The Royal Palace is located in Cambodia’s capital city of Phnom Penh and it is considered the pearl in the heart of Phnom Penh. The Phnom Penh Royal Palace compound includes seven (7) Khmer-style ornate buildings sitting amongst manicured gardens surrounded by a yellow wall along the Tonle Sap River.
The Palace serves as the King’s residence, a venue for court ceremonies and a symbol of the Kingdom of Cambodia. The palace was built in starting in 1866 when the capital was moved to Phnom Penh and the last building was completed in 1953.
All of the buildings have colorful tiled roofs with gold colored decorative end caps similar to the ones seen in Thailand. The gables of the builds are elaborately designed with gold leaf that really enhances the look of the buildings and the entire palace compound. Several of the buildings are capped with tall spires that are covered with colored tiles and gold leaf. The spires greatly increase the height of the buildings and make the palace compound much more impressive.
The largest of the buildings is the Throne Hall which is the primary audience hall of the King. It is used for coronations and diplomatic official meetings. The building is 30 meters wide by 60 meters long. One of the most interesting details is that the roof has small gray statues appearing to hold up the roof overhang. Almost all of the building has this same statue.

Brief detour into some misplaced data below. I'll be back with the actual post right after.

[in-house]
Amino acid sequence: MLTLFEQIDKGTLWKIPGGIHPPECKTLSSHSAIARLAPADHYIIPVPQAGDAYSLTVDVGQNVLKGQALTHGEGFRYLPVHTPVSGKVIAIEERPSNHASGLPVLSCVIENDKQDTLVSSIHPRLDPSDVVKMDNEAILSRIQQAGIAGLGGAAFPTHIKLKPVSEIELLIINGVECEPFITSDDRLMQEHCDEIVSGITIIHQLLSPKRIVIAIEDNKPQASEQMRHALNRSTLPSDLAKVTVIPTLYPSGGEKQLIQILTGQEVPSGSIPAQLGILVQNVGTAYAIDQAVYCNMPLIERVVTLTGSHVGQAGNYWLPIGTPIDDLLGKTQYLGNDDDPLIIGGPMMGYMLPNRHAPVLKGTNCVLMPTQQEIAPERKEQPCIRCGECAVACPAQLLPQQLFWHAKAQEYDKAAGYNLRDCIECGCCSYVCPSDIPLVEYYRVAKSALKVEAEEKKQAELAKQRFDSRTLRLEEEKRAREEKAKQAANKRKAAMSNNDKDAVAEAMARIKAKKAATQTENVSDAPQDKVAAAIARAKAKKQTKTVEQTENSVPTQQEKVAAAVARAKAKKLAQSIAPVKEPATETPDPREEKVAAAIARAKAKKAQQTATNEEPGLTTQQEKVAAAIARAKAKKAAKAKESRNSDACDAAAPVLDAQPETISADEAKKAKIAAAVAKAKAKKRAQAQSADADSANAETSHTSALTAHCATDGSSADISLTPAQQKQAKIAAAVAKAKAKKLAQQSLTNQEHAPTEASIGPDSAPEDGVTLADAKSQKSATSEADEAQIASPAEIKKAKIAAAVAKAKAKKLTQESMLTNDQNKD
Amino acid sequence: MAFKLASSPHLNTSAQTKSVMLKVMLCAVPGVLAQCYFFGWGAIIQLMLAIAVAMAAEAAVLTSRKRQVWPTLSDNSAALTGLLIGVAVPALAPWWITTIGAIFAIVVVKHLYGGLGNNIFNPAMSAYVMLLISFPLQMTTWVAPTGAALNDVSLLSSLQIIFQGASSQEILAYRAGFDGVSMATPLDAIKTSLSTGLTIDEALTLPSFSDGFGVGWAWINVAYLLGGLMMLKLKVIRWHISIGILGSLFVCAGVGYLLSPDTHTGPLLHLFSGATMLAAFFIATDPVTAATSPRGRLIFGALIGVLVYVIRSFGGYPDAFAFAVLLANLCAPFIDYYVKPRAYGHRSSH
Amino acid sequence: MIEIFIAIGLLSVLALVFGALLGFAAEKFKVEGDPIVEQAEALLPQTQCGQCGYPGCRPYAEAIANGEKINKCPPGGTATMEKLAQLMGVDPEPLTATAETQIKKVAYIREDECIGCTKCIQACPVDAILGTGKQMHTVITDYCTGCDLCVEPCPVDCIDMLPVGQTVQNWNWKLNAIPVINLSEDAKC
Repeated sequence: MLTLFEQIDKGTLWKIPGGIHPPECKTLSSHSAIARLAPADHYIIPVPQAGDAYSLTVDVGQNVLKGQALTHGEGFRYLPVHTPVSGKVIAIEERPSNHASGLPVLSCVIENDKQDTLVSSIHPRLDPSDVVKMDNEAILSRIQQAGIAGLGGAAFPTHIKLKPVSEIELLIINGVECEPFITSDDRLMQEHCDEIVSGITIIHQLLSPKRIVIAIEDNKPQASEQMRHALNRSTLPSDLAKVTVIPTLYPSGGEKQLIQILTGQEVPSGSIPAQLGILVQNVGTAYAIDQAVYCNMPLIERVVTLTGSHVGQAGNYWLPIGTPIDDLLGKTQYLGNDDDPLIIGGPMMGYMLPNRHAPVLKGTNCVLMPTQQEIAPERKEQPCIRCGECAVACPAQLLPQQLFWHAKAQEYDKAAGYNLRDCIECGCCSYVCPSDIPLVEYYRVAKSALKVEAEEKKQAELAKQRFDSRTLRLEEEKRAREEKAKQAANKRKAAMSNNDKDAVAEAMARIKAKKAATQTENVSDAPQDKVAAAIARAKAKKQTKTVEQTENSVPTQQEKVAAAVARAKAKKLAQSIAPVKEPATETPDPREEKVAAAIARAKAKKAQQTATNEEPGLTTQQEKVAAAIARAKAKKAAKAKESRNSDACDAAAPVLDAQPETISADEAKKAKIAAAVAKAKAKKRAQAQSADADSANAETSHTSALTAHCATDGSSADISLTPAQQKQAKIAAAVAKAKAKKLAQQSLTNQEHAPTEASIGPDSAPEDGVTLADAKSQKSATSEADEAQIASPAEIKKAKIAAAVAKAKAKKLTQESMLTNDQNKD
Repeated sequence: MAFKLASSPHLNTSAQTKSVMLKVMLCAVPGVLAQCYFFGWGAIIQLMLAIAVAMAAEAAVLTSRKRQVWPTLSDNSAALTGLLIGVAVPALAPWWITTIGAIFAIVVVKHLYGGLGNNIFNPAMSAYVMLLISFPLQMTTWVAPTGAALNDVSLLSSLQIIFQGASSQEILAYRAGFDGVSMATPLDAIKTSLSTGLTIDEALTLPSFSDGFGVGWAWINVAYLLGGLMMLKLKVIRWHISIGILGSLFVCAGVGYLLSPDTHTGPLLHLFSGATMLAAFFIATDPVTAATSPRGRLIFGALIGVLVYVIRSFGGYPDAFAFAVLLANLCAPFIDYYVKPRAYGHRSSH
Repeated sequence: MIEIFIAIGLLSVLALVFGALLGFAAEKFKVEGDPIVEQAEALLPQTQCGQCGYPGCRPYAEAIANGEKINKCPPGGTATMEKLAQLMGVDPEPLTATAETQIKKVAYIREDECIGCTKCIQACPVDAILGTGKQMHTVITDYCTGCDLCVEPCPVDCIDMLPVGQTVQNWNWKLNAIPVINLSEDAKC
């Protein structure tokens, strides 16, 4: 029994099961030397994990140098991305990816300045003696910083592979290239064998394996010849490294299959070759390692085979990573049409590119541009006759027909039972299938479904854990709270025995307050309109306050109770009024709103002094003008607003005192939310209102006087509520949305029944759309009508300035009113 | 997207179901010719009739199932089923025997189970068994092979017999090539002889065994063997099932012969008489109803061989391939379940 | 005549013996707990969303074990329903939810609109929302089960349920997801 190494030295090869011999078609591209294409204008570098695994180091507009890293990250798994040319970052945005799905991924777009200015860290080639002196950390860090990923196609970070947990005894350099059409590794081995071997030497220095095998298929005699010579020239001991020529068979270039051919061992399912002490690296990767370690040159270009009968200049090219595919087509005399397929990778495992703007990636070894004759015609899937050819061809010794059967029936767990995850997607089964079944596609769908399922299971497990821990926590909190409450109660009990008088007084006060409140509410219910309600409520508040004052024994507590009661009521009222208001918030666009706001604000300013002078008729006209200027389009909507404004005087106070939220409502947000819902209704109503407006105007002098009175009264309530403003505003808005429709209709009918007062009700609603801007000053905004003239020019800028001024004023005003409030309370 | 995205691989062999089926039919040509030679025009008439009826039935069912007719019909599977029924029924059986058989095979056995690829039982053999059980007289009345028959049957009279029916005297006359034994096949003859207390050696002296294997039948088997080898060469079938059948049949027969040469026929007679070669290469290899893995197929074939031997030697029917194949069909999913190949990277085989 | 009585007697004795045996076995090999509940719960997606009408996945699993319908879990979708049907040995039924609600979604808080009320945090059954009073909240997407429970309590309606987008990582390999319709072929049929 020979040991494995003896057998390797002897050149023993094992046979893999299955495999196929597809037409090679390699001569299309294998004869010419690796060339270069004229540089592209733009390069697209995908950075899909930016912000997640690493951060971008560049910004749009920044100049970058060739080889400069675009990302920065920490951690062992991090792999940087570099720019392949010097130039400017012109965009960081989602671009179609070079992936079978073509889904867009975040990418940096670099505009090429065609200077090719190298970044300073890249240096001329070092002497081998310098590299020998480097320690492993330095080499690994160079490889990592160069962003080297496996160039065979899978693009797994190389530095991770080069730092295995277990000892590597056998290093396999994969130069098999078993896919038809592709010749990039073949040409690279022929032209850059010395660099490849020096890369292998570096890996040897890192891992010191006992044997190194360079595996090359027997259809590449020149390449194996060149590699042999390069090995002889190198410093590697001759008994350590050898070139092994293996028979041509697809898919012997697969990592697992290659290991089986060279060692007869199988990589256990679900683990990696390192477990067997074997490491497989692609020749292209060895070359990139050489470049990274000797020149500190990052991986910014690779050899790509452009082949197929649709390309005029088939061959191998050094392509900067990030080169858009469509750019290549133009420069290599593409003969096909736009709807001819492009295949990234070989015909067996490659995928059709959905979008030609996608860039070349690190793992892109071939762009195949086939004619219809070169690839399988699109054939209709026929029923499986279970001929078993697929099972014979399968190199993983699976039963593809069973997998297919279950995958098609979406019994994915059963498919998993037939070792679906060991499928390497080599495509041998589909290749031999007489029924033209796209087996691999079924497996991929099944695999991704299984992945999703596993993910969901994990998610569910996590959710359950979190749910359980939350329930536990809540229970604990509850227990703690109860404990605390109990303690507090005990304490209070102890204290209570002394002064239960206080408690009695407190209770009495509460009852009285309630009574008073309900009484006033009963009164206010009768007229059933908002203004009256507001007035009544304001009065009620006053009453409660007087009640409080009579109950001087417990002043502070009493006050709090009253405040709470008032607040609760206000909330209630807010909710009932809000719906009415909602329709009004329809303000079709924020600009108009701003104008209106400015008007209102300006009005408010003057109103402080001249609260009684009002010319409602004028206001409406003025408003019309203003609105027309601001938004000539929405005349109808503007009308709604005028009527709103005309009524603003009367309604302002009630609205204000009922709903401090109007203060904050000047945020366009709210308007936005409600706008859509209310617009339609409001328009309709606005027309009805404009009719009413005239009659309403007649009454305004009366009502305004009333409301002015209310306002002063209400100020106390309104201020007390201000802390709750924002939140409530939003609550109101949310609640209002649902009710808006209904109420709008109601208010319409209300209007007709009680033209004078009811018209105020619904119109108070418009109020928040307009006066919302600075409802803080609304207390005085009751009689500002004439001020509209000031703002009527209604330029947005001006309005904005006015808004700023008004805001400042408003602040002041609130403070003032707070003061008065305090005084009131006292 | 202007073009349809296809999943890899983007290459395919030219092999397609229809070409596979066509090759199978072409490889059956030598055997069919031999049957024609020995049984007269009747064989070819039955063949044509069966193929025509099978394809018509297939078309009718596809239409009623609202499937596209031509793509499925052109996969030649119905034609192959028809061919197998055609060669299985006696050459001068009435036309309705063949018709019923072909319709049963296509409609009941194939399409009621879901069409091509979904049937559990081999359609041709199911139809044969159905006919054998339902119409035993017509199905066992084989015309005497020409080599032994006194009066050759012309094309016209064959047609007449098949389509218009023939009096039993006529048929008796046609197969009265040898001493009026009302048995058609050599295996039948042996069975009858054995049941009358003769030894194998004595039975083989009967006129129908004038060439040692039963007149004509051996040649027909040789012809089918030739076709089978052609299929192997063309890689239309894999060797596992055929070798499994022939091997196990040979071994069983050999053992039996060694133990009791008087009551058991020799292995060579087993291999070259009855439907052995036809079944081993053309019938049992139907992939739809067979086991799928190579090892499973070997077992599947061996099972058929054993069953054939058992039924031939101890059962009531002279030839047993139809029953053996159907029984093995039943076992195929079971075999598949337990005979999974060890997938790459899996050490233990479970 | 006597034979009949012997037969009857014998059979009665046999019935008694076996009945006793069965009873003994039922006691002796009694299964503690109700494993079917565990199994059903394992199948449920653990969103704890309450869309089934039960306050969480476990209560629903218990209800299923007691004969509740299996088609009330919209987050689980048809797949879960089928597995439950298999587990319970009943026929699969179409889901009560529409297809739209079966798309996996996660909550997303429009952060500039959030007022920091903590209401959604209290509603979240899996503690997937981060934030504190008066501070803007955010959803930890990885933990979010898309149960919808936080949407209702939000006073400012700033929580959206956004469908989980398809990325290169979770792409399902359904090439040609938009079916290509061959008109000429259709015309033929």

The Throne Hall is topped by a two spires. The tallest is 59 meters tall and was the most interesting for me because of the four faces that looks in four directions.
The Chanchhaya Pavilion which is also known as the Moonlight Pavilion serves as the venue for the Royal Dancers, a place for the king to address the crowds and for state and Royal banquets.
Hor Samran Phirun is known as the Royal rest house where the king would wait to mount an elephant for Royal processions. Currently it housed a display of gifts from foreign heads of state.
The Phochani Pavilion is an open hall originally constructed as a classical dance theater in 1912 but is currently used for Royal receptions and meetings.
The Damnak Chan building was originally built for the High Council of the Throne, it was once used as the Supreme National Council of Cambodia but is currently the administrative offices of the Royal Palace.
The building itself is different than the other buildings in a couple of ways. The building has a Khmer-style roof like all of the other buildings in the Royal Palace but the main body of the building is a western style. The other difference is that this building is the only building that has gold colored statues at the top of the support columns. The statues on the other buildings are gray colored.
The Khemarin Palace is the Royal residence and is closed to the public so the only photo that I have of this building is shown below.
All of the buildings are impressive but the manicured gardens within the compound are beautiful and there are other details within the compound that add to the overall appearance of the palace. Some of these details are shown in the following photos.